Legislative Analyst Skeptical of Greenhouse Gas Scoping Plan
The Legislative Analyst’s Office has reviewed the California Air Resources Board’s updated Scoping Plan to reduce greenhouse gas emissions. The review states that despite updating both the statutory and Scoping Plan reduction goals for 2030 to 40 percent and 48 percent of the 1990 levels, respectively, the plan does not provide enough specific policies or guidelines for successful implementation. The review found that the plan primarily relies on assumptions, such as a percent reduction in per capita vehicle miles traveled, to drive emission reductions instead of specific, actionable policies. Due to the lack of actionable items, there is risk of not meeting the goals, of increasing costs, and of limiting both the global impact of California’s leadership in climate change policy and its ability to effectively make policy and budget choices, the review states. The review also evaluated the Cap-and-Trade program’s contributions to meeting the 2030 goals and found that it is not positioned to make up for the shortfall of other emissions reductions programs because it is not stringent enough. Recommendations for improving the plan include the Legislature requiring a report by the California Air Resources Board with additional details about the policies and cost-effectiveness and updating the Cap-and-Trade program to be more stringent under an extended timeline. (See related CP&DR coverage.)
Los Angeles, Los Beach Accelerate Efforts to Develop Affordable Housing
Newly-elected Los Angeles Mayor Karen Bass is instructing city departments to accelerate their processing of affordable housing and shelter applications, requiring completion within 60 days. Further, Bass has ordered departments to waive discretionary reviews for projects that do not necessitate zoning changes. As a result, city officials expect that processes for 31 projects currently under review will be streamlined for approval. The move follows Bass' declaration of a state of emergency on homelessness, an initiative echoed by Long Beach Mayor Rex Richardson, who has requested that city officials draft a similar emergency declaration. Richardson's priorities in addressing the crisis include increasing shelter capacity, improving homelessness outreach teams, and making use of the city's Alternate Crisis Response Program, intended to enhance mental health and medical resources.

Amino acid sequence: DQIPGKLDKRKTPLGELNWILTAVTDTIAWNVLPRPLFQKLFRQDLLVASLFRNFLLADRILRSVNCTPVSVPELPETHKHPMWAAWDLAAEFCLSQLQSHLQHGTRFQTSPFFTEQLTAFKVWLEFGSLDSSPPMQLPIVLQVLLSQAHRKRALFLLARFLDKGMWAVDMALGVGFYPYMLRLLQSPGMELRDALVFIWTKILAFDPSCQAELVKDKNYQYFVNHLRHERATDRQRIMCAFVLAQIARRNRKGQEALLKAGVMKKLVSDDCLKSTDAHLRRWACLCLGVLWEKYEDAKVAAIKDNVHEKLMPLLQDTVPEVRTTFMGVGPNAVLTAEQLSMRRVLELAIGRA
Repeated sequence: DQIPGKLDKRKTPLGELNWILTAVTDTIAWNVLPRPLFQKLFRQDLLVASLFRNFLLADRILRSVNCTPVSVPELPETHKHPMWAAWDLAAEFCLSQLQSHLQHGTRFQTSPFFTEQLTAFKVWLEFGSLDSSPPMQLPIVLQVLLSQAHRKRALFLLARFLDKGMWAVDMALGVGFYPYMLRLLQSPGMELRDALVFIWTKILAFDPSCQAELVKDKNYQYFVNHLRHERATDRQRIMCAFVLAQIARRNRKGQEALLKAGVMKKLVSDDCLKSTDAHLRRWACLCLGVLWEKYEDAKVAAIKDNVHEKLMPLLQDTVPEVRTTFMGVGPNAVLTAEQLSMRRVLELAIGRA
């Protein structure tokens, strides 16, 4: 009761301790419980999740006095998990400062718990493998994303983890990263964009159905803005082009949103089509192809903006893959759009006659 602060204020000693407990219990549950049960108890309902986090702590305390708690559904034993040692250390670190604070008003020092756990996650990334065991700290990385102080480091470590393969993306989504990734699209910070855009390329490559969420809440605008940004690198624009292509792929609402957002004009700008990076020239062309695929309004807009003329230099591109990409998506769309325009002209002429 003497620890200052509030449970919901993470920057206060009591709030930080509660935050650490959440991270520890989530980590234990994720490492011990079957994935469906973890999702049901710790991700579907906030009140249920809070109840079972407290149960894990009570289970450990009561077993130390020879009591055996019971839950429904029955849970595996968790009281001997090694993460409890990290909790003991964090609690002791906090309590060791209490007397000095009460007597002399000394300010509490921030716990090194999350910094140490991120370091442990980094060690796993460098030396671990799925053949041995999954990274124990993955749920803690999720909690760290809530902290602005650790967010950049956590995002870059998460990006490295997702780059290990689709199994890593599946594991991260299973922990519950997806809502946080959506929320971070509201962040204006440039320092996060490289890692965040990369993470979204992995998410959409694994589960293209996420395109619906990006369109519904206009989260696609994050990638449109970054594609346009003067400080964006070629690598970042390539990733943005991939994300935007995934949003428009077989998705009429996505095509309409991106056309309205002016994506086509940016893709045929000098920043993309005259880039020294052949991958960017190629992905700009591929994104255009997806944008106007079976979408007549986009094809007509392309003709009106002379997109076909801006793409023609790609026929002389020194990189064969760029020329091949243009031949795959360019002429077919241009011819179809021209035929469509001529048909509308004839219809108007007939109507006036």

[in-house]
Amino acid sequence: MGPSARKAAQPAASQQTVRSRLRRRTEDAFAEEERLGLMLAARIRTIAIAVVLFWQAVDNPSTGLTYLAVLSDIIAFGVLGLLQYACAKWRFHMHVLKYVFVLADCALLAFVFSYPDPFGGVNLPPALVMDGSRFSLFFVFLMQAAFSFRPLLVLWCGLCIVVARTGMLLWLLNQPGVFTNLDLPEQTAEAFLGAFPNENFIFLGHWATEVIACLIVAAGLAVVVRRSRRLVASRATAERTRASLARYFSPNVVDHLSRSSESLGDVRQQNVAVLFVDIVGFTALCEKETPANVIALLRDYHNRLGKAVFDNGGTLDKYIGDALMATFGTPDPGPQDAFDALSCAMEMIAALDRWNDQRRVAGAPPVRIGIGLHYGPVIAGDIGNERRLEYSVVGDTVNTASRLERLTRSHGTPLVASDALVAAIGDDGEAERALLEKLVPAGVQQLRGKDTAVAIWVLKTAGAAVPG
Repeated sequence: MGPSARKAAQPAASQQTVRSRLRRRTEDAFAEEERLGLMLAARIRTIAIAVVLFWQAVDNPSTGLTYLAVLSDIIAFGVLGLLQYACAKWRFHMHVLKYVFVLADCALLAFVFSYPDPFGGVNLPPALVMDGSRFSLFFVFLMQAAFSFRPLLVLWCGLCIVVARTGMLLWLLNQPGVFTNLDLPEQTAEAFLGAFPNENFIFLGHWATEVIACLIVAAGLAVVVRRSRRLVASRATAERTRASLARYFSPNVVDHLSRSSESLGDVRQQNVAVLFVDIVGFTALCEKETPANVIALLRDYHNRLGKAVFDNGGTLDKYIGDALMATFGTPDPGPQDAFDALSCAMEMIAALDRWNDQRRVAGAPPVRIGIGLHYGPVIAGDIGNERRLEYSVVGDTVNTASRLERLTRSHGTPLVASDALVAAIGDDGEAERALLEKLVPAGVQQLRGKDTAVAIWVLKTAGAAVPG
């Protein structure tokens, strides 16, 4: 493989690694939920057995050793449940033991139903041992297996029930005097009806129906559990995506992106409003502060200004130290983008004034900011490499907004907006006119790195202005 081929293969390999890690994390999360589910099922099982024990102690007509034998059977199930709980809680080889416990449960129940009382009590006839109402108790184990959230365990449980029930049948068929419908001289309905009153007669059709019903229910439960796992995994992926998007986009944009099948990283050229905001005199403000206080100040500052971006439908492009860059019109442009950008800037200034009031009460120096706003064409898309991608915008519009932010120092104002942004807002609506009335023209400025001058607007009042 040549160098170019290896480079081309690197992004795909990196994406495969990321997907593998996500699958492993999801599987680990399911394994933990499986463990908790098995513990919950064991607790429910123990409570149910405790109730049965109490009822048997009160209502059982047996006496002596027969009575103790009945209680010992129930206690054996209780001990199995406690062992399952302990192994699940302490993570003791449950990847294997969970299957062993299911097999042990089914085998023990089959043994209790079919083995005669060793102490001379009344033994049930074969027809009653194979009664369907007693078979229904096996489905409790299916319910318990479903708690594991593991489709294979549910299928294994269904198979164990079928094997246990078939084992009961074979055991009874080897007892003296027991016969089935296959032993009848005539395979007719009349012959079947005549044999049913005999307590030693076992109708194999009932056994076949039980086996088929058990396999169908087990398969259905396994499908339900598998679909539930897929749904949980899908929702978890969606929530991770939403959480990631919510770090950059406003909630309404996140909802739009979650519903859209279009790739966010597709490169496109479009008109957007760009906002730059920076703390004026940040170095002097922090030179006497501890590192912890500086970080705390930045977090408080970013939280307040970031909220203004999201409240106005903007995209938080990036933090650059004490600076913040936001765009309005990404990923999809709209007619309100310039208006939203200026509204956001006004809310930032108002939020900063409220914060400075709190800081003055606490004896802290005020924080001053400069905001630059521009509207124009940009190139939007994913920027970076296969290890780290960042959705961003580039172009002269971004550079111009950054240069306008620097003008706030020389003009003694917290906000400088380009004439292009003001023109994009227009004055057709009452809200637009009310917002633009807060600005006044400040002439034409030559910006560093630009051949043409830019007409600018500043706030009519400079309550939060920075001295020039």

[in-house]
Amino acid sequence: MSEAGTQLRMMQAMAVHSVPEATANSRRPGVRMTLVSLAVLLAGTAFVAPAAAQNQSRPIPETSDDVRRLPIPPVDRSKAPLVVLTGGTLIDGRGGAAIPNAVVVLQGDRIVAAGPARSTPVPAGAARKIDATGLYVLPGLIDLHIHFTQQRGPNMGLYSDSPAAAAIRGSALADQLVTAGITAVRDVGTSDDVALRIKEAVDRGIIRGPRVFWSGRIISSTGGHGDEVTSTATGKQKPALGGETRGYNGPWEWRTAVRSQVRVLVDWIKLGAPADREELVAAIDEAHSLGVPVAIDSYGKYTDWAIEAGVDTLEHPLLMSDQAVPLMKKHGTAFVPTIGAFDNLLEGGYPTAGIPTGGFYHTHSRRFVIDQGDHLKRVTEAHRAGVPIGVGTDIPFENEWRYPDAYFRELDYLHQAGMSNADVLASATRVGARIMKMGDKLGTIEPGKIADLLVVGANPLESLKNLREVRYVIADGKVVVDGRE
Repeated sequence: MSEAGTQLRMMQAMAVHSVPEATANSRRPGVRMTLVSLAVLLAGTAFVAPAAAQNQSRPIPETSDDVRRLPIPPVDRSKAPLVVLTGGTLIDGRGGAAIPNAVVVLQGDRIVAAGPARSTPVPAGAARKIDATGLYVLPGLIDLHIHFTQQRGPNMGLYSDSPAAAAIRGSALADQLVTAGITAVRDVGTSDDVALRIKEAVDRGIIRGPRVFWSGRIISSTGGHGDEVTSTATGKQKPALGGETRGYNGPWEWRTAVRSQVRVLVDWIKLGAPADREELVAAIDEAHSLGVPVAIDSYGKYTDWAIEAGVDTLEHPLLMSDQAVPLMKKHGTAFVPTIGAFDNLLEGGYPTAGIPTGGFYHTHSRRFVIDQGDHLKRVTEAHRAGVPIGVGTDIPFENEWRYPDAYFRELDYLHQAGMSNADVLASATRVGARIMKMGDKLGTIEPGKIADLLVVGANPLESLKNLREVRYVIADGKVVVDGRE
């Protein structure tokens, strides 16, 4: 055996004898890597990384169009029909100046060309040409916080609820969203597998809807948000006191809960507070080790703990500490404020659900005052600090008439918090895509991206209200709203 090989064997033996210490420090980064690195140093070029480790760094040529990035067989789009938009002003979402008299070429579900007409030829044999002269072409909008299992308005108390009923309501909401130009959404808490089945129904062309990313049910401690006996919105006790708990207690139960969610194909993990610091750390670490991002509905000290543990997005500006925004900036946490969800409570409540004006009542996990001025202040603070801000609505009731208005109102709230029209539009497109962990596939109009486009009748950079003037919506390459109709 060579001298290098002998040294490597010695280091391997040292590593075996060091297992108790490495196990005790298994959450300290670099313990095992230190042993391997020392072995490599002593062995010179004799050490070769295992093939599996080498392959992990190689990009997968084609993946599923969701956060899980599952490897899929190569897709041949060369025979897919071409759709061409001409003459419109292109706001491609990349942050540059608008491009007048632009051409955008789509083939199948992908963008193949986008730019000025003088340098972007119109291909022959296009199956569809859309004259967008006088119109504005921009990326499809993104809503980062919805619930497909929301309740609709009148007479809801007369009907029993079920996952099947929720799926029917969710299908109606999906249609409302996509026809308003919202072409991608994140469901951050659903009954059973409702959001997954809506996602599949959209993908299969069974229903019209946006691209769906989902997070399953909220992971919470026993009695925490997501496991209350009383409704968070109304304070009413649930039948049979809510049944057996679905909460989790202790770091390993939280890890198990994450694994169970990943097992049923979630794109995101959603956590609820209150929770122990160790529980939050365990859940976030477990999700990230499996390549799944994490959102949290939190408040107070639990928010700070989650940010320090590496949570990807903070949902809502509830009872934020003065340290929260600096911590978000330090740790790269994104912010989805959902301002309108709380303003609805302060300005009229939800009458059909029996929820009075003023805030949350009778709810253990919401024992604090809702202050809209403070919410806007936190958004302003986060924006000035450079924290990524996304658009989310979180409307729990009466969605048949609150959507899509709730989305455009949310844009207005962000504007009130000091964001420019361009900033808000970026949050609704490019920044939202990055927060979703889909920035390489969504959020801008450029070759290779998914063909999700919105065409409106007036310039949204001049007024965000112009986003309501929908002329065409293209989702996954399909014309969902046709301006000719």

Sunnyvale to Lift Prohibition on Residential Development in Moffett Park
To meet the state's 12,000-home RHNA requirement, Sunnyvale plans to bring new housing to Moffett Park, where residential development is currently prohibited. In its Moffett Park Specific Plan draft, officials are planning to add 16,000 to 20,000 new homes by 2040, with 15 percent being affordable, to an area which holds public office and research hub facilities. Planners expect that much of the housing would be developed alongside office and research campuses owned by large tech companies, which have already inhabited the area. Officials also released a draft environmental impact report which outlines that the city would increase development by about 10 million square feet, 3.4 million of which have already been approved, in addition to the new homes.
Report Assesses Slow Uptake of SB 9 Housing Units
A new brief authored by researchers and analysts at UC Berkeley's Terner Center for Housing Innovation considers the barriers to providing missing middle housing, which encompasses housing developments that range in size from accessory dwelling units to small-scale apartment complexes. Though state officials have approved SB 9 and various zoning reforms, regulatory, financing, and construction hurdles make missing middle housing construction too rare to make an impact. The authors recommend that policies surpass zoning reforms to include statewide design standards, reduced costs and requirements, and streamlined processes which make it easier to construct units that help alleviate the housing crisis.
CP&DR Legal Coverage: Housing Accountability Act Supports Livermore Housing Project